No doubt, the Bay of Pigs and Cuba, in general, were not the only examples of CIA interventions that disturbed Truman. In the years between the end of Truman’s administration and his Washington Post column, the CIA had orchestrated the overthrow of governments in Iran (1953), Guatemala (1954), Congo (1960), Dominican Republic (1961), South Vietnam (1963), Brazil (1964). Within a year following Truman’s death, the CIA successfully brought down the Allende government in Chile (1973).

Inside Story – CIA torture: Who knew what?

As for its activities since, its intelligence activities have clearly continued to be a low priority (it has gotten Iraq wrong from the start, culminating most recently in its failure to predict the rise of ISIL) while, what Truman called its “cloak and dagger” operations, have proliferated.

According to historian William Blum, writing in Foreign Policy Journal, in the last 69 years, the CIA has (often in conjunction with the military) “(1) attempted to overthrow more than 50 governments, most of which were democratically-elected, (2) attempted to suppress a populist or nationalist movement in 20 countries, (3) grossly interfered in democratic elections in at least 30 countries, (4) dropped bombs on the people of more than 30 countries, (5) attempted to assassinate more than 50 foreign leaders.”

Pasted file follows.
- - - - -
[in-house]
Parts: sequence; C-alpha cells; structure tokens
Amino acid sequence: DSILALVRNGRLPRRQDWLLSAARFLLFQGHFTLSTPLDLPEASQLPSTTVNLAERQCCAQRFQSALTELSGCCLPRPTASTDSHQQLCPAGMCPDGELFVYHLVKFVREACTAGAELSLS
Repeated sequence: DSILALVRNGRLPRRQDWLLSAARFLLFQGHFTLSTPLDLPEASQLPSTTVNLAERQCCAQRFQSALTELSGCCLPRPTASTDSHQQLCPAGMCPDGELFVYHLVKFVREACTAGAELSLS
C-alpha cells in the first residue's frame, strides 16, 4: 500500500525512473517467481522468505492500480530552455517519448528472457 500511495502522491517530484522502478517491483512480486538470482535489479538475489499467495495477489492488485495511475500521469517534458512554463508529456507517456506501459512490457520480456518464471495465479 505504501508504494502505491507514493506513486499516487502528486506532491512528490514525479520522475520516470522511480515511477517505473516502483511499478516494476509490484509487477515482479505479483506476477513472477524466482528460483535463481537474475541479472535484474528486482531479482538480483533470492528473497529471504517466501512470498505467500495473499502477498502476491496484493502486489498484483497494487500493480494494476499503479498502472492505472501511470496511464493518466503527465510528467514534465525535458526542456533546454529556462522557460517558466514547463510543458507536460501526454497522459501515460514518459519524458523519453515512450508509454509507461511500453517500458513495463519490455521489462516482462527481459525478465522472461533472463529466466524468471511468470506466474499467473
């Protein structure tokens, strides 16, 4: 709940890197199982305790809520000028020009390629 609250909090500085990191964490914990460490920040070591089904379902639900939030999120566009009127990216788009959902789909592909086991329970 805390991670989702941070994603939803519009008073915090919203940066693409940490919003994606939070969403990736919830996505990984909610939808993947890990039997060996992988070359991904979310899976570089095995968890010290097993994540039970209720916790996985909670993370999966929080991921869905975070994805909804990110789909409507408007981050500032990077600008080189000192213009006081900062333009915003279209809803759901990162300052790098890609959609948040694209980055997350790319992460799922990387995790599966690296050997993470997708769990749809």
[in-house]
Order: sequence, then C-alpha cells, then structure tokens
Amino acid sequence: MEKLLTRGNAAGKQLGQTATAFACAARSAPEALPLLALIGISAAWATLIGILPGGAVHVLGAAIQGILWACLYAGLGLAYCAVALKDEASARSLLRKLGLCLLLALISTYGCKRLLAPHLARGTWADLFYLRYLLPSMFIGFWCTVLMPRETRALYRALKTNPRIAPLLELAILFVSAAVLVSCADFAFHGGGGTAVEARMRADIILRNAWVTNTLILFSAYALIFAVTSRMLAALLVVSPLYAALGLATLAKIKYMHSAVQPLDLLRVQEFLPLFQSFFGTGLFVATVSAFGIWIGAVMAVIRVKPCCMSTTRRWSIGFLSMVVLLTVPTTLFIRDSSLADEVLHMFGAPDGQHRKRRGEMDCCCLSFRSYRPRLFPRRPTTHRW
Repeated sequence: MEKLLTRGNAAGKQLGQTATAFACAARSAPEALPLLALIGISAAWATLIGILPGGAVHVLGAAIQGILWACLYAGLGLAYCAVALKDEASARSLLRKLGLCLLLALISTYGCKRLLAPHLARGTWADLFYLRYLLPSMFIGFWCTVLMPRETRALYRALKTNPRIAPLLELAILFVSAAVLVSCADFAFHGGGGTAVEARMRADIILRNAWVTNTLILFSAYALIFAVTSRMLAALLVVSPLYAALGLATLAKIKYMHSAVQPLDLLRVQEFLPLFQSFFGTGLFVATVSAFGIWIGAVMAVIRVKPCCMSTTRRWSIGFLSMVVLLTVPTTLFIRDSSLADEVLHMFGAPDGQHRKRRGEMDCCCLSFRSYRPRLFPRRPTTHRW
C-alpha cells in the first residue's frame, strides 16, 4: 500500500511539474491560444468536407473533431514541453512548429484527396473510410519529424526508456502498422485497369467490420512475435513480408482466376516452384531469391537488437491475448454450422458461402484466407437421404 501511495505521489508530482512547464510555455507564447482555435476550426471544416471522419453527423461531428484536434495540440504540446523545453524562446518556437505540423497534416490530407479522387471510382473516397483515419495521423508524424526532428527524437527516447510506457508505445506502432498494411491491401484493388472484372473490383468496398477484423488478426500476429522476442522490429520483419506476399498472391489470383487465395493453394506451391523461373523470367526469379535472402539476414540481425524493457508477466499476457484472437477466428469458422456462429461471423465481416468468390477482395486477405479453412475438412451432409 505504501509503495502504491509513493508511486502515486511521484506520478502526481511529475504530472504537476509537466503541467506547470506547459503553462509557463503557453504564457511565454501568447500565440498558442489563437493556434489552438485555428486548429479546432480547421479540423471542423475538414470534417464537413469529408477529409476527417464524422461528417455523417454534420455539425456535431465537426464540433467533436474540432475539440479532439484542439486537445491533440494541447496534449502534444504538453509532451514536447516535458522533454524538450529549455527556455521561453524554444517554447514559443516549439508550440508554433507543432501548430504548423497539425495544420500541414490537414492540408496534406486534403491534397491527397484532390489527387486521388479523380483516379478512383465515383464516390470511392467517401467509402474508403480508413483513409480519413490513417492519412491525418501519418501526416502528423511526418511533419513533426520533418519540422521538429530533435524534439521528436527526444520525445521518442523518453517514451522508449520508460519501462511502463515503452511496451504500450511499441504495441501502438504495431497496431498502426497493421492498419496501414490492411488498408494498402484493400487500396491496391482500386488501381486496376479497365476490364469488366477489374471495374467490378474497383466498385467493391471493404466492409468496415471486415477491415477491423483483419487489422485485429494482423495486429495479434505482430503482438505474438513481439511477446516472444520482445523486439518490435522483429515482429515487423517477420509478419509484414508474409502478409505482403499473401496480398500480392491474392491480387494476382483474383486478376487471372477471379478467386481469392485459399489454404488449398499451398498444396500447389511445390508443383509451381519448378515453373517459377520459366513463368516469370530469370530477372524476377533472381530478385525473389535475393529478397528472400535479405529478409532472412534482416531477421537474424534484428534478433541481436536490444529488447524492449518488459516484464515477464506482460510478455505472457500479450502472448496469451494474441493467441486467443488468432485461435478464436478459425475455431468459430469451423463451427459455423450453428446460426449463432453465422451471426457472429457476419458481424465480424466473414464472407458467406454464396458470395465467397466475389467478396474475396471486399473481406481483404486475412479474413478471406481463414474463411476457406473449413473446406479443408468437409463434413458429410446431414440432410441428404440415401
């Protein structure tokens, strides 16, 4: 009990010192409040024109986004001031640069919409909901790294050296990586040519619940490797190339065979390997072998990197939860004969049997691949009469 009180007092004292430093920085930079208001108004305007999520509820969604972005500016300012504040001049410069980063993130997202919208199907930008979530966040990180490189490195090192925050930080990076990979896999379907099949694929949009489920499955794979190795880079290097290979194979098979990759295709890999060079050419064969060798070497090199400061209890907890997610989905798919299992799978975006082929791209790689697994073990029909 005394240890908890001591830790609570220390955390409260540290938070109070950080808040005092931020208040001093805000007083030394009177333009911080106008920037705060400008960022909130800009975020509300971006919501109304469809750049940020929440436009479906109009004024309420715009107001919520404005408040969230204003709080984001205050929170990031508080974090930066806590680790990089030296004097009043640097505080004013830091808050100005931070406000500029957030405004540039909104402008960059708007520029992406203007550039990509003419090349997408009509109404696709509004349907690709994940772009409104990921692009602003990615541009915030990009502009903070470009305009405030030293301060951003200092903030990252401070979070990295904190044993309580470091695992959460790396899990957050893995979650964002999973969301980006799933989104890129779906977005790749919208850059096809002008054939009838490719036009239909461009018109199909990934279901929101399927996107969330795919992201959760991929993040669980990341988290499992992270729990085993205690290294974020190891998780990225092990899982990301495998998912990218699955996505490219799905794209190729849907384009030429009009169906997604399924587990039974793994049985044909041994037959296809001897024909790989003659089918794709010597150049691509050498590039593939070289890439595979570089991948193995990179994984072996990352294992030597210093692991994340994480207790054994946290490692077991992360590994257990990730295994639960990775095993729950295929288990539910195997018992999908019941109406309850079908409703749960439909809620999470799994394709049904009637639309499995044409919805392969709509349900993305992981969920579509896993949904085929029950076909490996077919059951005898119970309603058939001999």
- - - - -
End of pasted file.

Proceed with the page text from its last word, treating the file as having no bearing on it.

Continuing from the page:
And now there are the horrific reports of torture and, equally appalling, the defense of CIA torture by former CIA driectors, other top CIA officials and, most enthusiastically, former Vice President Dick Cheney who famously told NBC five days after 9/11 that it was now time for US intelligence agencies to operate on the “dark side”.

That is the context of the torture debate. As Truman understood, the CIA was dangerous and should be broken up or, in Kennedy’s words, “splinter[ed] into a thousand pieces and scatter[ed] to the winds”. That was 50 years and nine presidents ago and since John F Kennedy, no president has challenged the CIA.

Perhaps each of them have understood there are battles that not even a president could win.

MJ Rosenberg has worked on Capitol Hill for various Democratic members of the House and Senate for 15 years. He was also a Clinton political appointee at USAID.